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Episode 23: Smoke and mirrors

Both sides of the debate over the ballot question to legalize adult recreational use of marijuana are running television ads in the final weeks of the campaign and it’s safe to say neither will be awarded points for honesty.

John Carroll, a Boston University professor of communications and former journalist and commentator, and Dave Wedge, a former political reporter and currently a vice president at the political consulting firm Northwind Strategies, bring their expertise to help us break down what’s real and what’s just smoke and mirrors in these ads and the marketing campaigns for both sides.

Episode 22: Does DCR need fiscal control board?

What should be done? The Codcast talks with Whitney Hatch, chairman of the DCR Stewardship Council, and Stephen Pritchard, who spent four years in the administration of former governor Mitt Romney, including six months as DCR commissioner and a little over a year as secretary of energy and environmental affairs.

Episode 21: The charter funding debate

The impact of charter schools on district school budgets has become a central point of contention in the debate over Question 2, the November ballot question that would allow an expansion in the number of charter schools in Massachusetts.

Stephanie Hirsch, a municipal and state finance consultant, and Sam Tyler, president of the Boston Municipal Research Bureau, dig into those issues in this week’s Codcast. Hirsch has developed a web tool to examine the impact of charter growth on district budgets with her husband, Joe Calzaretta, a mathematician and software engineer. They describe it here.

Episode 19: State economy hot, but not tax revenues

The Massachusetts economy is humming along. The unemployment rate fell to 3.9 percent in August, its lowest level since 2001. But state tax revenues are not keeping pace. They fell so far behind the level that had been forecasted that the Baker administration is now trying to clean up a $575 million budget shortfall from the previous fiscal year.

What’s going on? We explore that issue with Eileen McAnneny, president of the Massachusetts Taxpayers Foundation, and Alan Clayton-Matthews, an associate professor at Northeastern University. Both of them conduct state revenue forecasts and work with state officials to develop a consensus forecast.

Episode 18: The Globe v. Joyce

CommonWealth’s Jack Sullivan and Bruce Mohl discuss the Boston Globe’s extensive coverage of Sen. Brian Joyce, and particularly the story last month suggesting the Milton lawmaker expanded his house without the necessary permits and was shortchanging the town on property taxes. Is this a media war between the Globe and CommonWealth, as media critic Dan Kennedy has suggested, or is this about something else?

Episode 17: Eldridge stirs things up

State Sen. Jamie Eldridge has managed to liven up a quiet August on Beacon Hill.

The Acton Democrat shared some thoughts on Democratic Party politics with an email to fellow Bernie Sanders supporters that made its way into the hands of the Globe’s Jim O’Sullivan. That led to a front-page story in the Globe headlined, “Democrat tries to nudge state party left; Senator wants some lawmakers voted out.”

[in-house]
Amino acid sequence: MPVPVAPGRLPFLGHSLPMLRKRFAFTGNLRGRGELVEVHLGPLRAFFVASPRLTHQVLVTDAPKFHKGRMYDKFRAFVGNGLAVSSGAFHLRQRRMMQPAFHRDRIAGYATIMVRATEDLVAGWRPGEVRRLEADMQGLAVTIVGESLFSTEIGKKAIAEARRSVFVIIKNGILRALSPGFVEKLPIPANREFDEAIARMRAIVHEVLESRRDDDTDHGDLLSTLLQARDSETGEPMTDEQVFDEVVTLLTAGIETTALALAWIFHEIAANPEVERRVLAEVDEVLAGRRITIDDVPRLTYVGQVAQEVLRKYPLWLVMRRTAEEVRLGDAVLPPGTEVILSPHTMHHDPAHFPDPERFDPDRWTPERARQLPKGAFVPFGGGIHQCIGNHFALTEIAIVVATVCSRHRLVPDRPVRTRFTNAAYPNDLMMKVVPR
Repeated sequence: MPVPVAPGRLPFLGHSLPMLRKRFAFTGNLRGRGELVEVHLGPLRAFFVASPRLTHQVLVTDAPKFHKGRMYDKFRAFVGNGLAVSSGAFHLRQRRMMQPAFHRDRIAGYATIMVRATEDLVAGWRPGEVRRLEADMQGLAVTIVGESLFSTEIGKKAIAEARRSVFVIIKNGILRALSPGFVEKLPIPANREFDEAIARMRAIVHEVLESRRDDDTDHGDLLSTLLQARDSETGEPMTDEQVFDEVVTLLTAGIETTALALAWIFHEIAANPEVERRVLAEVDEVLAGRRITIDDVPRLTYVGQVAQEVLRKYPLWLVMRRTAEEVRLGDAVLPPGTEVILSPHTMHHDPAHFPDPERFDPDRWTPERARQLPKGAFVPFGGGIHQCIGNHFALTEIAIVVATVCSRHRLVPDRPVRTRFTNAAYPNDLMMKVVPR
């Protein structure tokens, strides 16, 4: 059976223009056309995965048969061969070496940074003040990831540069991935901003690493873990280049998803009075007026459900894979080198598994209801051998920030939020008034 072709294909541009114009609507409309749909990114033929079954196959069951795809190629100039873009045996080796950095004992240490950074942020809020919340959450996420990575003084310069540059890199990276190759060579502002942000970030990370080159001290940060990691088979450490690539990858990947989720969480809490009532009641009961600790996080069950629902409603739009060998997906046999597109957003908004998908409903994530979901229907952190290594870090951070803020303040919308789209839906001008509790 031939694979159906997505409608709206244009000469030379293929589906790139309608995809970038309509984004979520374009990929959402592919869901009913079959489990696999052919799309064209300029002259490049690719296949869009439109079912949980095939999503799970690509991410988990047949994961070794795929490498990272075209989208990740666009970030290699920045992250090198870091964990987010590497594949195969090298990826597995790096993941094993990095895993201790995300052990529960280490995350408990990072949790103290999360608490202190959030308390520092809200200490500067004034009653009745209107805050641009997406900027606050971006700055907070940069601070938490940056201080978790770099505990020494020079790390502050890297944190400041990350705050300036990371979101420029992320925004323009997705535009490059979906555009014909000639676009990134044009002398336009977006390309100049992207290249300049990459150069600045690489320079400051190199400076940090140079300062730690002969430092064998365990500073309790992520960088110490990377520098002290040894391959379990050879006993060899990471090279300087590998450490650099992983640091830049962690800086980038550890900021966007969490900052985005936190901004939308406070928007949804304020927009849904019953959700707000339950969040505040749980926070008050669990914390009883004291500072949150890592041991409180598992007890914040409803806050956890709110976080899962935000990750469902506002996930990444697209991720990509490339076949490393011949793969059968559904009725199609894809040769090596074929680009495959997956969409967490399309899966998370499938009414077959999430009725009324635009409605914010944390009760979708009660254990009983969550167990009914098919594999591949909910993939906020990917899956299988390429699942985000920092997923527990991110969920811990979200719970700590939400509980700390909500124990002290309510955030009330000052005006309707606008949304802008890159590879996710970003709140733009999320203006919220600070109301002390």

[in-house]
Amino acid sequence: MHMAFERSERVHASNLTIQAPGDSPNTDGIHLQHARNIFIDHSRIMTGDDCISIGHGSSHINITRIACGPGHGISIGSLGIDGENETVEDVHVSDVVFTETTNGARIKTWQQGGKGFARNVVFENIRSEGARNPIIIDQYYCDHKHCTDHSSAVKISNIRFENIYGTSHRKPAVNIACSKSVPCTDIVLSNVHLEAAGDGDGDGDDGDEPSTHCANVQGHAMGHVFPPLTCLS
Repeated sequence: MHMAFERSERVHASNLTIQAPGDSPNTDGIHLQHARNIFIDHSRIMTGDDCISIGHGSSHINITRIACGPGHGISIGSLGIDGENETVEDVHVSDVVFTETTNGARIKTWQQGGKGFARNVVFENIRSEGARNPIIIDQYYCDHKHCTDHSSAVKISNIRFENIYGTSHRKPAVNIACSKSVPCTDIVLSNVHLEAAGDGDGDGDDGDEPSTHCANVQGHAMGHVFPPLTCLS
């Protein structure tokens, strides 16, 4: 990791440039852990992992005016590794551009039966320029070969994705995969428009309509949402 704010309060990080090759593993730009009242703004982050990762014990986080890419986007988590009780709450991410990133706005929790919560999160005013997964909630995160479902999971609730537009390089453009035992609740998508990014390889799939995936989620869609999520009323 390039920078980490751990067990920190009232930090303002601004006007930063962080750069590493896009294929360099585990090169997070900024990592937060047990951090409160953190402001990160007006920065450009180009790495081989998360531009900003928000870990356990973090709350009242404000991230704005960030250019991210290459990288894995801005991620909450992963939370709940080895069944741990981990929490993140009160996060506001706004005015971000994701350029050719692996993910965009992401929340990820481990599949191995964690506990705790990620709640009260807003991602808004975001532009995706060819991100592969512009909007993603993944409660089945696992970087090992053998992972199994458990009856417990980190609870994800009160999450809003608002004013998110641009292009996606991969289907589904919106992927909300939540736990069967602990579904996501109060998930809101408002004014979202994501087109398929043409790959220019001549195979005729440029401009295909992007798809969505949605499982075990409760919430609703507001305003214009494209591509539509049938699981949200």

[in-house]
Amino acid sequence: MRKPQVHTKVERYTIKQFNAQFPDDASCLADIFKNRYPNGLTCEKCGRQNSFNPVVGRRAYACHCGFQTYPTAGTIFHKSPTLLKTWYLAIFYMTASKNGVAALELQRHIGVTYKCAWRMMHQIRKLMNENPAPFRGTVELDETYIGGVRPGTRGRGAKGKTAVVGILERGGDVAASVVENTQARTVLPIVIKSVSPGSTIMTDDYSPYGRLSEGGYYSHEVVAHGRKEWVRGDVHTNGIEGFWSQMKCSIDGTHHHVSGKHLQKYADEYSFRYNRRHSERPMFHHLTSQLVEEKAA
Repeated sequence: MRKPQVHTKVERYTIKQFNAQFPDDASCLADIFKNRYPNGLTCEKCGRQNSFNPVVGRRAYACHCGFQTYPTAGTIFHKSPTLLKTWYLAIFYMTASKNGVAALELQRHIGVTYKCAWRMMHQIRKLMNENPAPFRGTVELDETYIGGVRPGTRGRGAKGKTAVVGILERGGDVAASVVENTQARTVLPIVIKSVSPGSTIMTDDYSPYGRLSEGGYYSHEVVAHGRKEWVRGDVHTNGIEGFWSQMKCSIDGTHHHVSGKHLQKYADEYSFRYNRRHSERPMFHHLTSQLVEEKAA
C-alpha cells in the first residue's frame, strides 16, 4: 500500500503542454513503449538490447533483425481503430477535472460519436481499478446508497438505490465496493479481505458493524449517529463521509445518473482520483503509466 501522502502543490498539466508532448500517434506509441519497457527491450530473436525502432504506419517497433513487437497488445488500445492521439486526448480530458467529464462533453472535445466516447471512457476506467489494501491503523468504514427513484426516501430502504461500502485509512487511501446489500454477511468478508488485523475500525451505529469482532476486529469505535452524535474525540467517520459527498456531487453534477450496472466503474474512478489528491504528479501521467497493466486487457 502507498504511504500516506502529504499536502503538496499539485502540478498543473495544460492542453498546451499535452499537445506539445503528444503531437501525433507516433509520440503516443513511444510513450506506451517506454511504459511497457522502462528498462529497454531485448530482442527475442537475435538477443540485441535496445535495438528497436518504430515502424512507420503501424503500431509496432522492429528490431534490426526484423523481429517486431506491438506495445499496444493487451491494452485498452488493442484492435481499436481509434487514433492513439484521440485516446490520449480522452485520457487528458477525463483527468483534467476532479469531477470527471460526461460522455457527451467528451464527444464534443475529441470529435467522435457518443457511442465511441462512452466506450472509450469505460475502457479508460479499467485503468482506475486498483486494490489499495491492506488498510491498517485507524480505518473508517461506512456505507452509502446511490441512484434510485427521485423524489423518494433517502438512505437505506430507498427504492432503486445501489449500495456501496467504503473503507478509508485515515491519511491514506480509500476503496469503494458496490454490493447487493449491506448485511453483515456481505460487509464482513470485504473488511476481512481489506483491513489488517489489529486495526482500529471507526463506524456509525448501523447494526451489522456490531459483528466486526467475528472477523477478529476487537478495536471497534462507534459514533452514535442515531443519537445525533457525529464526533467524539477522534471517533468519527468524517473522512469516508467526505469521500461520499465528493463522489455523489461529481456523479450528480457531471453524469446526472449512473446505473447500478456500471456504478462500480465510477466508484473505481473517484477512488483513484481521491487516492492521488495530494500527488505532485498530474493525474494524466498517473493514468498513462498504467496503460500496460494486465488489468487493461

Eldridge says in this week’s Codcast that the email was in response to the frustration many progressive activists felt with the national party as well as with “the Democratic party and Democratic legislators in Massachusetts.” He says his main message to them was, don’t break off and join a third party but redouble their efforts to push a progressive agenda joining their local town or city Democratic committee or consider actually running for elected office. There are “plenty of conservative Democrats who have been elected, unchallenged, for years if not decades, including at the local and legislative level,” he wrote.

Episode 16: Healey declares success on gun ban

It’s been more than a month since Attorney General Maura Healey announced her crackdown on sales of assault weapons she said are in violation of the 1998 state law barring such rifles, and the only thing that’s slowed down are sales.

Because of what some say was confusion over when her enhanced action took effect, Healey said no one who bought one of the guns would be held responsible but she refused to exempt dealers, threatening them with sanctions for violating her order. After declining to reveal her decision one way or the other for weeks, Healey, in a conversation on The Codcast, said she’s decided to move on and not bring action against any dealers – for that day.

Episode 15: Baker’s curious VMT decision

Gov. Charlie Baker’s decision last week to veto a legislative provision directing the state to seek federal funds for an all-volunteer study of vehicle-miles-traveled, or VMT, turned some heads. The tax-averse governor said the proposal, which would test out the imposition of a fee on drivers for the miles they drive on state roads, raised all sorts of fairness questions. But two VMT supporters said such questions are exactly what the study was meant to answer.

The Codcast this week talks to Michael Widmer, the former head of the Massachusetts Taxpayers Foundation, and James Aloisi, the former secretary of transportation. They believe the state needs to transition away from the gasoline tax to a VMT fee and explain why they think the governor was wrong to veto the study.

Episode 14: Open Court?

The Massachusetts Trial Court this week issued its new rules and regulations regarding public access to court records and it’s fair to say officials erred on the side of less rather than more.

Esme Caramello, faculty director of Harvard Legal Aid Bureau and a tenants’ rights advocate, and Todd Wallack of the Boston Globe, a member of the vaunted Spotlight team who has been at the forefront of reporters’ attempts to bring more transparency to public records, joined us to talk about the new rules.